Stakeholders : It is assumed that a gamut of self sufficient bodies are responsible for the access of a Patient's Medical History. These bodies include Hospitals, Specialty treatment facilities, Health Insurance Organizations, Financing institutions, External Agencies and the patient himself
Record Distribution : From the given scenario, it is evident that the patient's medical records are distributed over an array of system hardware such as decentralized server systems of possibly different hardware architectures.
Record Access : The various stakeholders involved may need to access the records while emanating from different platforms such as Desktop Systems, Laptops, Personal Digital Assistants, Mobile Phones. The Records access medium such as the Internet for example will facilitate a form of common record access to these disparate systems.
Record Compatibility : Compatibility being one of the core issues that govern the scenario, it is assumed that the records are not system dependent, but rather it is said to be a common abstractive entity that can exist and be transmitted between different software environments.
Record Types : The origination of records are itself of two types, from a medical perspective, i.e "Born digital" and "Scanned records". While the former type is a record that has itself been created digitally, the latter is one where the records may be scanned from the patient's X-Rays, Photographs etc.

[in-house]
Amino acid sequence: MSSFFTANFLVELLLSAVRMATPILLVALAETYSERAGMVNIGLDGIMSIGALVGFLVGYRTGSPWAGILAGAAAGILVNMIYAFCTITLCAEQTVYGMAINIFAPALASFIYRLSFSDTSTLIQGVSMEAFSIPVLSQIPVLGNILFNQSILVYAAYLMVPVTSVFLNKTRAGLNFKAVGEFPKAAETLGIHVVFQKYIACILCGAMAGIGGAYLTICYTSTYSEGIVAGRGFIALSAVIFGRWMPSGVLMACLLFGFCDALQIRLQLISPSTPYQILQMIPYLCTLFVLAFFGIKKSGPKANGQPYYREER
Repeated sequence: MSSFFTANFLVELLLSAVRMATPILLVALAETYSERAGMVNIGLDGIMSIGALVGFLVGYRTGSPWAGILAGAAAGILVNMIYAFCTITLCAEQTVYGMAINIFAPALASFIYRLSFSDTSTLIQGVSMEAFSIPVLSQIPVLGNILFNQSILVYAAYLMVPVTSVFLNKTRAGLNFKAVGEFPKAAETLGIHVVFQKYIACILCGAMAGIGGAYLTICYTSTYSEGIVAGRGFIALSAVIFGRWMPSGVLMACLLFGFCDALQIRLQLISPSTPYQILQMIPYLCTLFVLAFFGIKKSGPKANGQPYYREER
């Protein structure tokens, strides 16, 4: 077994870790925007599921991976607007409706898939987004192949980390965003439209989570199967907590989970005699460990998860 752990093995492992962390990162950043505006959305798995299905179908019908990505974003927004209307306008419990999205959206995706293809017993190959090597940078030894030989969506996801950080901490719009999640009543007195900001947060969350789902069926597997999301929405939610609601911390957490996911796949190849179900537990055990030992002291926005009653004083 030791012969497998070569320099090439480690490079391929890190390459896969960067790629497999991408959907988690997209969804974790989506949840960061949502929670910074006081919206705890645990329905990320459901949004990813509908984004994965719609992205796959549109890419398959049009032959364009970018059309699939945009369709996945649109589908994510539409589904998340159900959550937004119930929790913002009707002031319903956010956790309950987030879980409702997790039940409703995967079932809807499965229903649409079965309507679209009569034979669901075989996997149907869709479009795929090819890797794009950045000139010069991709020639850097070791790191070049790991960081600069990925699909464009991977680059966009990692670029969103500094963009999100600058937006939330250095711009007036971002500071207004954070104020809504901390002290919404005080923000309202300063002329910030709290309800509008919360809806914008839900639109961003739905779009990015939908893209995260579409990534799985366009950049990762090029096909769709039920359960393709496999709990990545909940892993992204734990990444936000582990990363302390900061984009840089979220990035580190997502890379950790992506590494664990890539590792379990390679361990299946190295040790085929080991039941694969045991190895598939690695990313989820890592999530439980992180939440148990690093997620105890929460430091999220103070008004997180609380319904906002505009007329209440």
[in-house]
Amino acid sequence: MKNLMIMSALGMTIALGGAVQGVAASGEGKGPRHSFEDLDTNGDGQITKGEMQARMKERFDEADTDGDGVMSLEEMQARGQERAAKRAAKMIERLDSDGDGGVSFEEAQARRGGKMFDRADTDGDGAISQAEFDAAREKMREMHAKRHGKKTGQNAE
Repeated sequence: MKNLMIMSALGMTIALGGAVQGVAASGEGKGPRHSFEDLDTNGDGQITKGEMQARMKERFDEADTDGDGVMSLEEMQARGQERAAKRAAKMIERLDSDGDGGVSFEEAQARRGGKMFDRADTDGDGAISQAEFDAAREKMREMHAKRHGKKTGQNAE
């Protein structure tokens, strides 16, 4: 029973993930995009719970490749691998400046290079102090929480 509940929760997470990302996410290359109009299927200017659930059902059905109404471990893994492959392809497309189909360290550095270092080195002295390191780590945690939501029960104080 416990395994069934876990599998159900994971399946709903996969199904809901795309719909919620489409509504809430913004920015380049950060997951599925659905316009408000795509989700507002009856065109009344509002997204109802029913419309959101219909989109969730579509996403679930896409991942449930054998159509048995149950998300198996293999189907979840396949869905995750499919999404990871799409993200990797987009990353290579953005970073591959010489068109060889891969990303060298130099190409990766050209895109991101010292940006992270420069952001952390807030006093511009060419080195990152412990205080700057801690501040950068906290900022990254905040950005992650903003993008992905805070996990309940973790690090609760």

Record Redundancy : Due to certain unforeseen and inevitable data mismanagement by the various stakeholders involved with the patient, a degree of redundancy is assumed to be observed within the patient's medical records.
Availability of Data Repository : Since such databases of the patient, may involve saving the life of the concerned patient, it is assumed that the data repository must be available and accessible at all times and at all costs. There must be zero tolerance towards System failure. For this reason, resilient hardware and software technologies are used to ensure that the data is available at all times.
3. Ideal PMR (Patient Medical Records) Architecture
1. Location Of Data :
A Centralized Server with network access clients, which will the use standard Windows 2003 Server or a Linux Distribution, is used to hold the PMR Server software suite. It is mandatory that the server uses a resilient and high bandwidth network backbone such as ISDN, and the server system must be specifically used for Medical Database Hosting and management. The location of such a server is entrusted with any national or public sector health institution, that is capable of maintaining a huge database of the patient's medical records.
The institution must also provide access services to the patient's authorized stakeholders and also at the same time, be responsible in handling and tracking the patient's progress from its data repository and knowledge base.
2. Medical Record Services :
The PMR software must allow access, modification and updates over